Uncle Charley's Sausage sold to Pittsburgh-area investors
January 28, 2014 10:50 PM
Hot Italian sausage heads for packaging at Uncle Charley's Sausage.
By Teresa F. Lindeman / Pittsburgh Post-Gazette
The new owners of Uncle Charley's Sausage are promising not to move the Vandergrift company and to add jobs, even as they look for ways to drive new sales.
Monday's sale resolves some issues for Charles S. Armitage, the 80-year-old founder who had been selling seasonings when he decided to start making his own sausage back in 1988. Mr. Armitage, who will stay on as a consultant for a year, said Tuesday he was packing up his office.
Still, he said he'll have a lot to teach the local investors who don't have much experience in the meat business. "I think the people who bought it are very good people," he said. "I think they'll do well with it."
The new owners -- F.N.B. Capital Partners in Marshall, along with a group of local investors that includes Jim Rudolph and Len Caric -- have the challenge of taking what was a family-owned business and maintaining the strengths of the brand while growing annual sales beyond the $12 million level where they now sit.
"Our intent is to build on what Charley started," said Mr. Caric, who will serve as president and CEO. He and Mr. Rudolph had been partners in McKnight Cylinder, a company that recertified propane tanks, before that was sold. Mr. Caric also spent a short time as chairman and CEO of North Side-based Penn Brewery, while Mr. Rudolph's resume includes both Rita's Italian Ice and Wendy's.
They see Uncle Charley's as a great find and say they are in it for the long term. "It's not a fix," said Mr. Rudolph. "It's a profitable business, doing well."
Financial terms were not disclosed but the sale process was competitive, according to those involved.
Mr. Armitage announced in 2012 that he would sell the company. His son, Charles S. "Chas" Armitage Jr., who had taken over running the business, had been killed in a plane crash at age 52. Other family members weren't interested in taking over the operation.
After word got out, Mr. Armitage received numerous inquiries. Some, he said, were from people who hoped to save the 40-plus jobs there but didn't really have the financing needed to buy a sausage company supplying more than 600 retail stores including Wal-Mart, Shop 'n Save, Bottom Dollar Food and Giant Eagle in Pennsylvania, New York, West Virginia and Ohio.
In early 2013, Pittsburgh investment banking firm Ventura Group was brought in to handle the sale. It took time to audit the company's statements and develop materials, said Bob Ventura, but the bid process began last summer. The company drew about 10 serious offers, including an out-of-state strategic buyer.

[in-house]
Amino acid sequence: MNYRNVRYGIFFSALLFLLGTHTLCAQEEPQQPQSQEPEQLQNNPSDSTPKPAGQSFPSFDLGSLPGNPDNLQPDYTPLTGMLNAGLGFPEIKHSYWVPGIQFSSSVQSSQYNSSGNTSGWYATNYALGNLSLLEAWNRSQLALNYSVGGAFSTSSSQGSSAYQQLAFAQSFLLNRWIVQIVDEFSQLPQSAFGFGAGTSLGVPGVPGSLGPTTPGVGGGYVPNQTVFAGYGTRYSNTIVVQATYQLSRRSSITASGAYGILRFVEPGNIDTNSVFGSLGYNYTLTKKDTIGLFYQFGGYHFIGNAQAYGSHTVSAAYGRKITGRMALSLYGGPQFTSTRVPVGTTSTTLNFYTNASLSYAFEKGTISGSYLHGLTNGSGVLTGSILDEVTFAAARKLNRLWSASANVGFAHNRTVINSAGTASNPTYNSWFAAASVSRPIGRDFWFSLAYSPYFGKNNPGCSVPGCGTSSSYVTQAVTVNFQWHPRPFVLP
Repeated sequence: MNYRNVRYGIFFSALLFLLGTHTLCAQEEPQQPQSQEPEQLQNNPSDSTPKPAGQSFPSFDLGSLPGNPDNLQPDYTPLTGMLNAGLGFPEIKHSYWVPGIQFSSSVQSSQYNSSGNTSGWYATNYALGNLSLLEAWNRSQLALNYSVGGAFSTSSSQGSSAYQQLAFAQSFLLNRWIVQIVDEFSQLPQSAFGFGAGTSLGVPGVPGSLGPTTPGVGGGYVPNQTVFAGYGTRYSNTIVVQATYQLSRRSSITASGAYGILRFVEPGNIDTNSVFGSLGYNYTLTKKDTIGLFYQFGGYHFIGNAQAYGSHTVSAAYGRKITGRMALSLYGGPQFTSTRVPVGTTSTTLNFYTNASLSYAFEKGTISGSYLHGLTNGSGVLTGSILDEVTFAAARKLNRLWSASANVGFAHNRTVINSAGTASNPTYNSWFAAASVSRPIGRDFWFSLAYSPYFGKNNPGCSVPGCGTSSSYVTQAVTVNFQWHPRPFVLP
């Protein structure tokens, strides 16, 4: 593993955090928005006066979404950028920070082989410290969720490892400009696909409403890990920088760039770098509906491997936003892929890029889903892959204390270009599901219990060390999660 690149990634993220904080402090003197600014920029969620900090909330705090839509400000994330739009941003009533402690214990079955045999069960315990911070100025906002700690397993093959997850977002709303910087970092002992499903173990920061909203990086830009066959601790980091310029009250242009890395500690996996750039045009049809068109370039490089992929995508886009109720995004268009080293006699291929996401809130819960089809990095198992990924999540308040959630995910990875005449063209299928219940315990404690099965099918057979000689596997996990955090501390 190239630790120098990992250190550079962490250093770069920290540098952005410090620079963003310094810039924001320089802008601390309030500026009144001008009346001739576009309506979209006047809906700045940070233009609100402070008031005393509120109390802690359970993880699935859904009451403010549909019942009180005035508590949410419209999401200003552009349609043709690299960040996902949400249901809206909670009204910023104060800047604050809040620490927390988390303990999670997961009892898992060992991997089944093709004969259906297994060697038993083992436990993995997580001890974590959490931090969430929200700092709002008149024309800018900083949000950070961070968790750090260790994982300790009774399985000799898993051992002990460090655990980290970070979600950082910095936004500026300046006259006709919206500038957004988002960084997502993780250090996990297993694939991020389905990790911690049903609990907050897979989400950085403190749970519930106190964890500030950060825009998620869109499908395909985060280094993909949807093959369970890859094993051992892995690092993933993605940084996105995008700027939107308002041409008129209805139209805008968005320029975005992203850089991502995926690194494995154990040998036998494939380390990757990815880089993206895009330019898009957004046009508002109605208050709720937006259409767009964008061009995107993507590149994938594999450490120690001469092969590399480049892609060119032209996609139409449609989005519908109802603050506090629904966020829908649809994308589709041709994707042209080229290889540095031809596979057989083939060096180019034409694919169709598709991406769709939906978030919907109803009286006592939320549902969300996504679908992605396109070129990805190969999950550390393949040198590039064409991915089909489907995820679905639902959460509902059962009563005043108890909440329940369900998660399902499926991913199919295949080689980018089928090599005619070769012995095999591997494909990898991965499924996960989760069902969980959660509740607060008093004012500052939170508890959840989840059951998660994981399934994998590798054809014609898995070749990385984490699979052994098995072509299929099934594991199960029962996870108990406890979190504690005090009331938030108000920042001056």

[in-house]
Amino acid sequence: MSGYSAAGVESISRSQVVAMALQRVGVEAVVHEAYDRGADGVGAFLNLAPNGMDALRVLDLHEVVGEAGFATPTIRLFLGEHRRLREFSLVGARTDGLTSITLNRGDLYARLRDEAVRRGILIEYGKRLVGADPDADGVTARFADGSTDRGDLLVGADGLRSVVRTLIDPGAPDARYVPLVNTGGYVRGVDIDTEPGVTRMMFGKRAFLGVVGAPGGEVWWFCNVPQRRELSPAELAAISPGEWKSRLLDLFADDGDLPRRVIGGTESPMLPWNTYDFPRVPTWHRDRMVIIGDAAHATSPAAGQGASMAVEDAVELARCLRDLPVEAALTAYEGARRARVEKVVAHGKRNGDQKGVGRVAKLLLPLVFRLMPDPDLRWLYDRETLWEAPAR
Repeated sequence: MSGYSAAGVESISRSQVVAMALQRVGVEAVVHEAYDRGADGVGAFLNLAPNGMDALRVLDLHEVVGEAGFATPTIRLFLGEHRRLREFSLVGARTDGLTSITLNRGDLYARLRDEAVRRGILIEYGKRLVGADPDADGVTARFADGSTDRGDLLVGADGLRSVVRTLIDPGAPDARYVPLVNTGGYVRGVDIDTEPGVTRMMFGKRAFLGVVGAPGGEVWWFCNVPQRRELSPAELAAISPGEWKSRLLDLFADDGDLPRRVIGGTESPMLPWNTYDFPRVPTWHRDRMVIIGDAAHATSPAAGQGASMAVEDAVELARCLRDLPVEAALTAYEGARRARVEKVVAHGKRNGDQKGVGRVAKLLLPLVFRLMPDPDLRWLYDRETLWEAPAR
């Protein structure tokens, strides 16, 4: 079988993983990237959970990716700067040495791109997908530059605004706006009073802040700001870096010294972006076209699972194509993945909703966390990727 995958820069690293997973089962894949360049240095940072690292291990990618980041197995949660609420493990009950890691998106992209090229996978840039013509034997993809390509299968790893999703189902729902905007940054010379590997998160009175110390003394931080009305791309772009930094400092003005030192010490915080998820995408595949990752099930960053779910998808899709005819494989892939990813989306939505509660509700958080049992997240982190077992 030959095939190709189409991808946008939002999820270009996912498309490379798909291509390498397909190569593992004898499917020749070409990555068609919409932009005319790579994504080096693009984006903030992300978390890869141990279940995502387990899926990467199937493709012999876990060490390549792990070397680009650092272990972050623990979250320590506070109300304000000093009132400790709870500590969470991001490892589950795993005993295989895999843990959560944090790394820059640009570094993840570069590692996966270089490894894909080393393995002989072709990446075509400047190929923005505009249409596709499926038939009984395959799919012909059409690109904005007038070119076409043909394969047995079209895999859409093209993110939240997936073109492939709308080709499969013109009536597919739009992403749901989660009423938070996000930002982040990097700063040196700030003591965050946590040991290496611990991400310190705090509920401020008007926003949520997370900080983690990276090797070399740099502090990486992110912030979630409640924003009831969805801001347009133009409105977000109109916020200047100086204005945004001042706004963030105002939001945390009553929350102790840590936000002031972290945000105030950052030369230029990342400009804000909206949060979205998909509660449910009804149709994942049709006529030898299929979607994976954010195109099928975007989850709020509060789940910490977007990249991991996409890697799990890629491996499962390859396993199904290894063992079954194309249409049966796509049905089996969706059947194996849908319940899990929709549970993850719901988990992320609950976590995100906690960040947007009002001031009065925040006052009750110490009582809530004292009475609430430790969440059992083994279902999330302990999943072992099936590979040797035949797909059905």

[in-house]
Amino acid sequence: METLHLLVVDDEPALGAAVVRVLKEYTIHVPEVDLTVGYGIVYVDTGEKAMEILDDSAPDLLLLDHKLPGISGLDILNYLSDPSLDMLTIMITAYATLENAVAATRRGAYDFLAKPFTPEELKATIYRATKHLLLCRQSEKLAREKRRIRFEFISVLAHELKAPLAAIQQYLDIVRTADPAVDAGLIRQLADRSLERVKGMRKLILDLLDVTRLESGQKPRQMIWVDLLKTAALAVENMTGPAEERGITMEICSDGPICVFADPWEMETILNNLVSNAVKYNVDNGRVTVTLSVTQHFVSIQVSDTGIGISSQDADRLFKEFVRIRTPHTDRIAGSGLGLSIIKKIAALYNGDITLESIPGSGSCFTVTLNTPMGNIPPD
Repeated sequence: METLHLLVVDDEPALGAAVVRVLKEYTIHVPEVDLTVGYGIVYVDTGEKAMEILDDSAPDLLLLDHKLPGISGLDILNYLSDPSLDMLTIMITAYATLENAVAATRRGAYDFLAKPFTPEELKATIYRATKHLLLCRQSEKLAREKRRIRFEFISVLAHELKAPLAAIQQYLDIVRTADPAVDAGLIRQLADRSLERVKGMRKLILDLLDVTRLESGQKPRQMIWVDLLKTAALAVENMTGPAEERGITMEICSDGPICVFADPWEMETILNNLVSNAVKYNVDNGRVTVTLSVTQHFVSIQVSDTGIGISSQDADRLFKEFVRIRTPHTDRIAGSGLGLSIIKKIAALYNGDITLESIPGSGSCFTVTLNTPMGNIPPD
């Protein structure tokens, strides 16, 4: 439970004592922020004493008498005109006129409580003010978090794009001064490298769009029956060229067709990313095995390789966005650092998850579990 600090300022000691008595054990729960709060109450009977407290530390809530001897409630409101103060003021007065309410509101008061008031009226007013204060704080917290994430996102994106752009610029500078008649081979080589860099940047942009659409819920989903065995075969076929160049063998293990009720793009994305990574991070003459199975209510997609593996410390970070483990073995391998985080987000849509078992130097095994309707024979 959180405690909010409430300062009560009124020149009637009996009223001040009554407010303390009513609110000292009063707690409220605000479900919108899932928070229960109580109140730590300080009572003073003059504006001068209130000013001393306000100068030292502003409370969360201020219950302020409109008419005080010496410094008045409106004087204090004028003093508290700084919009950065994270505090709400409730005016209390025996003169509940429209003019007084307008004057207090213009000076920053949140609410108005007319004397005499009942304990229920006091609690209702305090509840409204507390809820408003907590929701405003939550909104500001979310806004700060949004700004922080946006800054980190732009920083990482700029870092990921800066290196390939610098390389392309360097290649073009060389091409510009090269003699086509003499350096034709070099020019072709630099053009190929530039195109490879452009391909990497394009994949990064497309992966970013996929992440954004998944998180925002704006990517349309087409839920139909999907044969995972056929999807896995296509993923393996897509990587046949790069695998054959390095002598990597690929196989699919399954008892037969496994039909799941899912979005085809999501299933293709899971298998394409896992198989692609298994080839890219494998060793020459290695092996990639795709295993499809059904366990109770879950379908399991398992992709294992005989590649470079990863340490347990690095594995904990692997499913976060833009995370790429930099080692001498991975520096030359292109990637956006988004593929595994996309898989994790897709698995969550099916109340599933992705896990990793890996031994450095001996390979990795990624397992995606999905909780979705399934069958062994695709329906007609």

For the team at F.N.B. Capital Partners, a pooled fund licensed as a small business investment company that did its first deals last year, the Uncle Charley's situation was in the sweet spot the fund was meant to target -- small businesses that face ownership and succession issues, said managing partner Stephen Gurgovits Jr.
"It's really what we're all about," said Mr. Gurgovits. Many companies, like Uncle Charley's, have created good businesses but don't have family members to take over and their management can't afford to buy them out. Setting up the financing for such deals also can be complicated.
In the Uncle Charley's deal, F.N.B. has about 40 percent ownership, while Mr. Rudolph's group has the remaining 60 percent, said Mr. Gurgovits. Although none of those involved disclosed how much they invested, the official release noted that F.N.B. generally invests between $3 million and $10 million per transaction.
Growing the Uncle Charley's brand is important, but so is keeping it local, according to the buyers. Among the strategic moves going forward will be emphasizing the local nature of the business and the fact that it sources its pork from a supplier in Ohio.
Mr. Caric said there is an opportunity to gain sales by getting into stores within the company's existing footprint that don't now carry the product.
"We developed a brand. It's a very good brand, a very good product," said Mr. Armitage, who joked that he'd need to find a new job.
One of the brand's distinctions -- in addition to the marketing that claims it "just tastes better" -- is that sausage made at the Vandergrift plant is generally in stores within 48 hours, meaning it doesn't need to be frozen.
"This is pretty cool," said Mr. Rudolph. "It's a local company. We're local guys. It's staying local."
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